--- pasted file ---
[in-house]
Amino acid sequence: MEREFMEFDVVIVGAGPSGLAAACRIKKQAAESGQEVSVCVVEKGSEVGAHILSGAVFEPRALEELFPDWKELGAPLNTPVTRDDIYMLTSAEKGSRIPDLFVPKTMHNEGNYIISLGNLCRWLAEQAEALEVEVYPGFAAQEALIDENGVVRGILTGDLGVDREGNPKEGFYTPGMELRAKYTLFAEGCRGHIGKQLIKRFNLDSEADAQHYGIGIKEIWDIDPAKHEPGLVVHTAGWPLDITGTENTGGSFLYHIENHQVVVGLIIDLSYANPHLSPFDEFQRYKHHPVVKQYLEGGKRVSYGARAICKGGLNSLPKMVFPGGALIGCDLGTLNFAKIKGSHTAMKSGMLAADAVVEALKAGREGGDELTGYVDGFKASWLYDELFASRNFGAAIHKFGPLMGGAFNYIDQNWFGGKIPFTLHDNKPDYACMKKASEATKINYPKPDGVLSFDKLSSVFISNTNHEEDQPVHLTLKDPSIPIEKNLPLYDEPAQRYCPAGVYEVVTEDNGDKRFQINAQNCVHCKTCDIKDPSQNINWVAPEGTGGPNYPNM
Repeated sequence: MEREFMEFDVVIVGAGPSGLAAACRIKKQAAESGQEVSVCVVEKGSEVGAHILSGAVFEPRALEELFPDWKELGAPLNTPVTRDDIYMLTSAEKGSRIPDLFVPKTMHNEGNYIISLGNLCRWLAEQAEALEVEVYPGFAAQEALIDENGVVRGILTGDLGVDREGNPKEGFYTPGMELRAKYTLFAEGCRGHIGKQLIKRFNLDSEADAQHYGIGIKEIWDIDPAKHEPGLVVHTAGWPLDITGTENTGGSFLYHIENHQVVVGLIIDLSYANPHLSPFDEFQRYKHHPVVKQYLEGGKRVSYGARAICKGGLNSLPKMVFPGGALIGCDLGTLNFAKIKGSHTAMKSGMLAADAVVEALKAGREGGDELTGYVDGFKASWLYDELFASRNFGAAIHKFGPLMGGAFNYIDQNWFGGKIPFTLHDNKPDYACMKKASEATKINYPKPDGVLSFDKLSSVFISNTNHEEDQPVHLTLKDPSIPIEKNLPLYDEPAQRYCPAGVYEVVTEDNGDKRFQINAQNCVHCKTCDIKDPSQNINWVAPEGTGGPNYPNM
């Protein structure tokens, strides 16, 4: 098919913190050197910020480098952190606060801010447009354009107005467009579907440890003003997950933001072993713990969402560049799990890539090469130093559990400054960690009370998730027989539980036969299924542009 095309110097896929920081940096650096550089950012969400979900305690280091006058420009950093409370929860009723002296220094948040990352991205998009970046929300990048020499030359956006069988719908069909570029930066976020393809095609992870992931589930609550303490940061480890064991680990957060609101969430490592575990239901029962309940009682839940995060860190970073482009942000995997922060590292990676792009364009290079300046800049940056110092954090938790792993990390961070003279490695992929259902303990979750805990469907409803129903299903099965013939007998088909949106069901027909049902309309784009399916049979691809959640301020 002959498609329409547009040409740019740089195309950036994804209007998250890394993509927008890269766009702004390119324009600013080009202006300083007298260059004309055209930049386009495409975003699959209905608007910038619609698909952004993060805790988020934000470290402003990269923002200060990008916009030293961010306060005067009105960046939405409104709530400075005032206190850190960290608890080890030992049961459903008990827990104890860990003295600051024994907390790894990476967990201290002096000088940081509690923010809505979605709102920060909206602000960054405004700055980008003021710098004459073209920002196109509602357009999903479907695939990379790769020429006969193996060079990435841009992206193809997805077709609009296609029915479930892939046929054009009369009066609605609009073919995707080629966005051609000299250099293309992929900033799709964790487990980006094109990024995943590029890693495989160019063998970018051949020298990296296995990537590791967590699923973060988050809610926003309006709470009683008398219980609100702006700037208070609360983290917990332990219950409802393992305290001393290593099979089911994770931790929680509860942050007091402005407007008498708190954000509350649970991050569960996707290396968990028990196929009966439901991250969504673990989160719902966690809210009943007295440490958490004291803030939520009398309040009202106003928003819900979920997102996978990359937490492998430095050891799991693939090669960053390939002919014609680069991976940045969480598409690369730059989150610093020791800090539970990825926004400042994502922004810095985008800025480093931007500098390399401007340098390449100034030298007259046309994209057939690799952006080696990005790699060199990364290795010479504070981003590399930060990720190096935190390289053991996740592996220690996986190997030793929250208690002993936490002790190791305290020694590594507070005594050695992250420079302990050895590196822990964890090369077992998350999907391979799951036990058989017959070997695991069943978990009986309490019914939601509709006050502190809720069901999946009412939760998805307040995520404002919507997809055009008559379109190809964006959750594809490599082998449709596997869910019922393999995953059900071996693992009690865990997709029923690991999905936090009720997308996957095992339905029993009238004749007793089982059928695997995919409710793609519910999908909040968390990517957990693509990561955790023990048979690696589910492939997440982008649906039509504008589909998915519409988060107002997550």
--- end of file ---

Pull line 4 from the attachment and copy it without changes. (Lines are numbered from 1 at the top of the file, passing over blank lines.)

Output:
């Protein structure tokens, strides 16, 4: 098919913190050197910020480098952190606060801010447009354009107005467009579907440890003003997950933001072993713990969402560049799990890539090469130093559990400054960690009370998730027989539980036969299924542009 095309110097896929920081940096650096550089950012969400979900305690280091006058420009950093409370929860009723002296220094948040990352991205998009970046929300990048020499030359956006069988719908069909570029930066976020393809095609992870992931589930609550303490940061480890064991680990957060609101969430490592575990239901029962309940009682839940995060860190970073482009942000995997922060590292990676792009364009290079300046800049940056110092954090938790792993990390961070003279490695992929259902303990979750805990469907409803129903299903099965013939007998088909949106069901027909049902309309784009399916049979691809959640301020 002959498609329409547009040409740019740089195309950036994804209007998250890394993509927008890269766009702004390119324009600013080009202006300083007298260059004309055209930049386009495409975003699959209905608007910038619609698909952004993060805790988020934000470290402003990269923002200060990008916009030293961010306060005067009105960046939405409104709530400075005032206190850190960290608890080890030992049961459903008990827990104890860990003295600051024994907390790894990476967990201290002096000088940081509690923010809505979605709102920060909206602000960054405004700055980008003021710098004459073209920002196109509602357009999903479907695939990379790769020429006969193996060079990435841009992206193809997805077709609009296609029915479930892939046929054009009369009066609605609009073919995707080629966005051609000299250099293309992929900033799709964790487990980006094109990024995943590029890693495989160019063998970018051949020298990296296995990537590791967590699923973060988050809610926003309006709470009683008398219980609100702006700037208070609360983290917990332990219950409802393992305290001393290593099979089911994770931790929680509860942050007091402005407007008498708190954000509350649970991050569960996707290396968990028990196929009966439901991250969504673990989160719902966690809210009943007295440490958490004291803030939520009398309040009202106003928003819900979920997102996978990359937490492998430095050891799991693939090669960053390939002919014609680069991976940045969480598409690369730059989150610093020791800090539970990825926004400042994502922004810095985008800025480093931007500098390399401007340098390449100034030298007259046309994209057939690799952006080696990005790699060199990364290795010479504070981003590399930060990720190096935190390289053991996740592996220690996986190997030793929250208690002993936490002790190791305290020694590594507070005594050695992250420079302990050895590196822990964890090369077992998350999907391979799951036990058989017959070997695991069943978990009986309490019914939601509709006050502190809720069901999946009412939760998805307040995520404002919507997809055009008559379109190809964006959750594809490599082998449709596997869910019922393999995953059900071996693992009690865990997709029923690991999905936090009720997308996957095992339905029993009238004749007793089982059928695997995919409710793609519910999908909040968390990517957990693509990561955790023990048979690696589910492939997440982008649906039509504008589909998915519409988060107002997550």